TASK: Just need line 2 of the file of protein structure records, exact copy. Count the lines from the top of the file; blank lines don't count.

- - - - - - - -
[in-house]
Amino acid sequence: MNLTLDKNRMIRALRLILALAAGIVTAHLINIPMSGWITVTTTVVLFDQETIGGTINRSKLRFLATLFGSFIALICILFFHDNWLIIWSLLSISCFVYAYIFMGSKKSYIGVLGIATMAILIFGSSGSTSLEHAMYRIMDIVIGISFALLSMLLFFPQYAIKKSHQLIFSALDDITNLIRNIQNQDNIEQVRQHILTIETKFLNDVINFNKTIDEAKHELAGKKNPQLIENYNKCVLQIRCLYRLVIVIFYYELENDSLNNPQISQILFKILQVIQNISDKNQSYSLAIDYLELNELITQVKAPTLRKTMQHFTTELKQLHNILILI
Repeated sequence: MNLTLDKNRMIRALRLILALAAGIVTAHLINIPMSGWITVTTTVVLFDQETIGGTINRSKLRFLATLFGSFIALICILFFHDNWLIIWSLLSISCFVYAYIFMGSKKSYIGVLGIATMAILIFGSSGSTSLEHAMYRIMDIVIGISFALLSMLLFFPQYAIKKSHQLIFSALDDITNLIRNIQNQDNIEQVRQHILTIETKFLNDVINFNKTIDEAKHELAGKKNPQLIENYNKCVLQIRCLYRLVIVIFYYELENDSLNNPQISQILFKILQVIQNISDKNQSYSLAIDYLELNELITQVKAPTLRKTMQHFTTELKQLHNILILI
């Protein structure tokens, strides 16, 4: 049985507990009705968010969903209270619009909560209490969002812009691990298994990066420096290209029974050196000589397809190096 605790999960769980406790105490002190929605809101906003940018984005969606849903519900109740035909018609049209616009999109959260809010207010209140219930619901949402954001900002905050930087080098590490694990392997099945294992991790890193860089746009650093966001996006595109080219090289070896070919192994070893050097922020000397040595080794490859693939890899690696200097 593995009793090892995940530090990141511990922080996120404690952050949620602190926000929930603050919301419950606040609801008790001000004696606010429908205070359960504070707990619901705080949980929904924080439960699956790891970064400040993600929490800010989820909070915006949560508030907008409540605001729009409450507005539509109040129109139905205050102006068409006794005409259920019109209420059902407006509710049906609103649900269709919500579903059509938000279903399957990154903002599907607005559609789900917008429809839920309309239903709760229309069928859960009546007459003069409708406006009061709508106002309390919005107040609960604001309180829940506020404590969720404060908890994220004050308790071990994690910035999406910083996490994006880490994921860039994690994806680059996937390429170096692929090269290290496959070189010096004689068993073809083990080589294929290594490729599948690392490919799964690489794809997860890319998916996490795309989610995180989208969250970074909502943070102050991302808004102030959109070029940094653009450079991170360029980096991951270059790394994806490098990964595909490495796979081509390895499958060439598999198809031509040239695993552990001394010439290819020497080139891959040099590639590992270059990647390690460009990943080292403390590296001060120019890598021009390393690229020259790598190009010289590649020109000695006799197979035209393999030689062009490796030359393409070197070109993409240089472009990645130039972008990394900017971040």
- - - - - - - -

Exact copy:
Amino acid sequence: MNLTLDKNRMIRALRLILALAAGIVTAHLINIPMSGWITVTTTVVLFDQETIGGTINRSKLRFLATLFGSFIALICILFFHDNWLIIWSLLSISCFVYAYIFMGSKKSYIGVLGIATMAILIFGSSGSTSLEHAMYRIMDIVIGISFALLSMLLFFPQYAIKKSHQLIFSALDDITNLIRNIQNQDNIEQVRQHILTIETKFLNDVINFNKTIDEAKHELAGKKNPQLIENYNKCVLQIRCLYRLVIVIFYYELENDSLNNPQISQILFKILQVIQNISDKNQSYSLAIDYLELNELITQVKAPTLRKTMQHFTTELKQLHNILILI